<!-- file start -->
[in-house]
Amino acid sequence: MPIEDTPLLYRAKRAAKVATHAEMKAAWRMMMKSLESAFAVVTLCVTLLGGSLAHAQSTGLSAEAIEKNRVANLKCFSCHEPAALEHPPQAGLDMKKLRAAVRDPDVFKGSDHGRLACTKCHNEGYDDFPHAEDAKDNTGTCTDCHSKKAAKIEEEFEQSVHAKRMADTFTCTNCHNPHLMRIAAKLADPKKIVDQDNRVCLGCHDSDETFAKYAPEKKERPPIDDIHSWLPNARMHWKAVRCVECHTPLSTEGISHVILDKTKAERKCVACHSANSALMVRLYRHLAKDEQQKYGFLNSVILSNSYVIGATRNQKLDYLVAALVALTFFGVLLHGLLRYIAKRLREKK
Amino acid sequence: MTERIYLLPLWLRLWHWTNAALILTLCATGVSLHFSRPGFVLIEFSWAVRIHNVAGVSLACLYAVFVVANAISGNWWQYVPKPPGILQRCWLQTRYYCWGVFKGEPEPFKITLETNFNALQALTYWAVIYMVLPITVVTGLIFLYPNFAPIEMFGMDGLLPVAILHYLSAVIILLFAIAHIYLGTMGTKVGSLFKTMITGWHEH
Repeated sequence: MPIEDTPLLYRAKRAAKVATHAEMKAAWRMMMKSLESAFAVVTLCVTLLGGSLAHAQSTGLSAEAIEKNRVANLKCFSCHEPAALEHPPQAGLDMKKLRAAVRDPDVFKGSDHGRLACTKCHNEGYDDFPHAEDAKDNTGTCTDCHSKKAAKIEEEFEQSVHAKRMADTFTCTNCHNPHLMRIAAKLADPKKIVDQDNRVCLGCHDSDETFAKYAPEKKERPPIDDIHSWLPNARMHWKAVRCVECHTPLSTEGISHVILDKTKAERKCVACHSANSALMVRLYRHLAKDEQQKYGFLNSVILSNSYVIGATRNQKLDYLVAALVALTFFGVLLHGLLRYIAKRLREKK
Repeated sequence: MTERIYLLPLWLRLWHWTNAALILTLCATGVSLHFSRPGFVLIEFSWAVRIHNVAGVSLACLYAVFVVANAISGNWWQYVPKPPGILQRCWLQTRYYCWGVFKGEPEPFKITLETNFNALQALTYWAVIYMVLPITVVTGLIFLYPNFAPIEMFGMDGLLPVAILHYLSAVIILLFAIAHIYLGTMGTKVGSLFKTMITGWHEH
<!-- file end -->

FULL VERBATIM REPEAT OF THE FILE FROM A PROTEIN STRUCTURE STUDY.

[in-house]
Amino acid sequence: MPIEDTPLLYRAKRAAKVATHAEMKAAWRMMMKSLESAFAVVTLCVTLLGGSLAHAQSTGLSAEAIEKNRVANLKCFSCHEPAALEHPPQAGLDMKKLRAAVRDPDVFKGSDHGRLACTKCHNEGYDDFPHAEDAKDNTGTCTDCHSKKAAKIEEEFEQSVHAKRMADTFTCTNCHNPHLMRIAAKLADPKKIVDQDNRVCLGCHDSDETFAKYAPEKKERPPIDDIHSWLPNARMHWKAVRCVECHTPLSTEGISHVILDKTKAERKCVACHSANSALMVRLYRHLAKDEQQKYGFLNSVILSNSYVIGATRNQKLDYLVAALVALTFFGVLLHGLLRYIAKRLREKK
Amino acid sequence: MTERIYLLPLWLRLWHWTNAALILTLCATGVSLHFSRPGFVLIEFSWAVRIHNVAGVSLACLYAVFVVANAISGNWWQYVPKPPGILQRCWLQTRYYCWGVFKGEPEPFKITLETNFNALQALTYWAVIYMVLPITVVTGLIFLYPNFAPIEMFGMDGLLPVAILHYLSAVIILLFAIAHIYLGTMGTKVGSLFKTMITGWHEH
Repeated sequence: MPIEDTPLLYRAKRAAKVATHAEMKAAWRMMMKSLESAFAVVTLCVTLLGGSLAHAQSTGLSAEAIEKNRVANLKCFSCHEPAALEHPPQAGLDMKKLRAAVRDPDVFKGSDHGRLACTKCHNEGYDDFPHAEDAKDNTGTCTDCHSKKAAKIEEEFEQSVHAKRMADTFTCTNCHNPHLMRIAAKLADPKKIVDQDNRVCLGCHDSDETFAKYAPEKKERPPIDDIHSWLPNARMHWKAVRCVECHTPLSTEGISHVILDKTKAERKCVACHSANSALMVRLYRHLAKDEQQKYGFLNSVILSNSYVIGATRNQKLDYLVAALVALTFFGVLLHGLLRYIAKRLREKK
Repeated sequence: MTERIYLLPLWLRLWHWTNAALILTLCATGVSLHFSRPGFVLIEFSWAVRIHNVAGVSLACLYAVFVVANAISGNWWQYVPKPPGILQRCWLQTRYYCWGVFKGEPEPFKITLETNFNALQALTYWAVIYMVLPITVVTGLIFLYPNFAPIEMFGMDGLLPVAILHYLSAVIILLFAIAHIYLGTMGTKVGSLFKTMITGWHEH